Culture Wars/Current Controversies

Canadian Makeup Artist Faces Real Trial for Fake Violence

The Canadian justice system: moralfags extraordinaire!



This week the trial of Rémy Couture, the Canadian special-effects artist charged with “corrupting morals” by illegally combining sex and gore, began in Montreal. The evidence against him includes two short films depicting the crimes of a necrophiliac serial killer and various photographs of simulated torture and dismemberment that were posted on Couture’s now-defunct website, The images were so realistic that Austrian police, alerted to the website by complaints from concerned citizens about six years ago, initially thought they were on the trail of an extremely indiscreet murderer. By the time the matter was referred to the Montreal police morality squad (yes, that is really what it’s called) via Interpol in 2009, it was clear that no one had actually been harmed during the production of these icky images and that that Couture was merely showing off his skills with makeup and rubber guts. The National Post reports that Sgt. Detective Eric Lavallée nevertheless invented a ruse to lure Couture out of his apartment, “posing as a potential client seeking a mock gory photo session with his wife,” instead of simply knocking on the door. Just to be safe.

The prosecution argues that Couture’s work is obscene under Canadian law because “a dominant characteristic” of it is “the undue exploitation of sex” combined with “crime, horror, cruelty and violence.” He faces up to two years in prison for this prohibited mixture, illustrated by exhibits such as these:

Classified on the site under such headings as “Hook,” “Burn,” “Sacrifice,” “Suicide” and “Necrophile,” the photos show half-naked women being tortured, mutilated and sexually assaulted.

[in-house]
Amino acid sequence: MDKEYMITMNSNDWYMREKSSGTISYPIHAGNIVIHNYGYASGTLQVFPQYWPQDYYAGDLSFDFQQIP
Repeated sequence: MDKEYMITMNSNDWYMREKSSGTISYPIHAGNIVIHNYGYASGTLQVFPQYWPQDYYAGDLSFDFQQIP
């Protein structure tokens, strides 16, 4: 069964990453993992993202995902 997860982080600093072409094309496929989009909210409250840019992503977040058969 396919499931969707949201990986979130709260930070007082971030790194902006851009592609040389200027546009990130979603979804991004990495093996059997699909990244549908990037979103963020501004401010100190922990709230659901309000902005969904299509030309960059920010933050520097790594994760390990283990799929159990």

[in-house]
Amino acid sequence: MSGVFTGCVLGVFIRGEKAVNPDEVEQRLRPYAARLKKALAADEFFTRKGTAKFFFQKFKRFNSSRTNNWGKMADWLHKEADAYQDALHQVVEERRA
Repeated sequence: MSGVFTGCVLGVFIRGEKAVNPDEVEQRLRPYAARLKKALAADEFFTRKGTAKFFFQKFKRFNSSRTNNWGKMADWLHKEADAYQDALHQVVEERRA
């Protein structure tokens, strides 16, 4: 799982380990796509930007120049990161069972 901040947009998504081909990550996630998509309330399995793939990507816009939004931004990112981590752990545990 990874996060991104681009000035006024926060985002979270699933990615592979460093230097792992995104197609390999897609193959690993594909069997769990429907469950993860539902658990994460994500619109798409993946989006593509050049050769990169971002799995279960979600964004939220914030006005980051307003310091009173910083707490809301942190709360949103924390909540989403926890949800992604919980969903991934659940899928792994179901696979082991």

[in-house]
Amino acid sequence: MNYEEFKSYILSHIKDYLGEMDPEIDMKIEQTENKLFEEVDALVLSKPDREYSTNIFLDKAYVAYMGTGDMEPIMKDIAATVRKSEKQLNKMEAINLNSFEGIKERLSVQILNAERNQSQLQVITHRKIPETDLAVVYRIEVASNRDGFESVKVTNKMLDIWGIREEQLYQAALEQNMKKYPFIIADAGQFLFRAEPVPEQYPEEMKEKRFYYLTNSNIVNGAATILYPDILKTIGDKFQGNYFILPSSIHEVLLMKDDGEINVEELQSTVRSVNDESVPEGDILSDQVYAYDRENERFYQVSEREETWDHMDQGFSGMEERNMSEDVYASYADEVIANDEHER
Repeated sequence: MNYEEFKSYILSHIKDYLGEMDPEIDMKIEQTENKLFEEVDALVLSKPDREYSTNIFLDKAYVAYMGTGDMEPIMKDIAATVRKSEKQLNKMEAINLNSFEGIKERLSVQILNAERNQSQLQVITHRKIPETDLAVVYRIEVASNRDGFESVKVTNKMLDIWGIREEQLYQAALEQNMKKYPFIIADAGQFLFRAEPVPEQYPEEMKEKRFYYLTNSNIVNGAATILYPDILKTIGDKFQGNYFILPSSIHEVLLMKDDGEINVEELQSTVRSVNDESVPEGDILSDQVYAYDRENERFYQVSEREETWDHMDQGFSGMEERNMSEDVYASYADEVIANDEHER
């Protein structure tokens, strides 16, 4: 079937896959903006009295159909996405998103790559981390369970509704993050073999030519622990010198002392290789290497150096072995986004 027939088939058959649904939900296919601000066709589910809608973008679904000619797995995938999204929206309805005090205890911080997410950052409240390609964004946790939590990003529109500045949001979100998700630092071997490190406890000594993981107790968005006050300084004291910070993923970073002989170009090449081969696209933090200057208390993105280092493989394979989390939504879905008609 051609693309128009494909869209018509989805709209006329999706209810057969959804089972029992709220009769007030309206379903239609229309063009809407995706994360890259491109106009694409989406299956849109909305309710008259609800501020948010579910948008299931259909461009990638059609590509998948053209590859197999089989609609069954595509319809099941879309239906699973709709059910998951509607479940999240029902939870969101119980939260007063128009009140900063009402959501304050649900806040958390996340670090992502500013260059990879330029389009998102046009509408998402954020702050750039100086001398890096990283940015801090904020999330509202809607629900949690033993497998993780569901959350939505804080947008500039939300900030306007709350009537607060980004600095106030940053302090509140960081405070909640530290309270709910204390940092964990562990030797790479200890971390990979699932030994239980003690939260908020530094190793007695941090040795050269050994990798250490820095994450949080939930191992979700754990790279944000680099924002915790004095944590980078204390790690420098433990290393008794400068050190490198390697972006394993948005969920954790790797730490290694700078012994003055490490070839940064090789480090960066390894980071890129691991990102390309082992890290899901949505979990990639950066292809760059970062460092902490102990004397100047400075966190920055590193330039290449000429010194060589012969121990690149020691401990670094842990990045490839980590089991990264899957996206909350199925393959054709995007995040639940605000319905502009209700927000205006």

In one series, a masked male killer slices off a woman’s nipple. In another, a woman victim has a knife inserted in her genitals. Some of the photos depict the attacker having sex with a corpse.

And these:

One of the films showed a muscular, tattooed man in a mask, appearing to eat a victim’s intestines. In another, a barely dressed, blood-drenched woman was strapped to a bed with a large crucifix lying across her.

Not your cup of tea, probably. But are these fake felonies also a real felony? Yes, according to Crown Prosecutor Michel Pennou, who on Tuesday told the jury charged with assessing the artistic merits of Couture’s work (his main defense) that his simulated mayhem was an assault on “fundamental Canadian values.” Becauses Canadians are nice, I guess.

Yesterday, the Post reports, UCLA psychologist Neil Malamuth testified that “violent pornography ‘can add fuel to the fire’ when viewed by men who are predisposed to being sexually aggressive toward women.” During a period when steady declines in violent crime have coincided with a surge in highly successful torture-porn movies, there is reason to doubt this sort of effect, if it exists at all, is very strong. But assuming Malamuth is right, should artists be held criminally liable for the hypothetical reactions of especially depraved people who happen to encounter their work? Twelve randomly selected art critics will decide.

Previous coverage of the case here and here. Couture’s supporters defend his right to free expression here.

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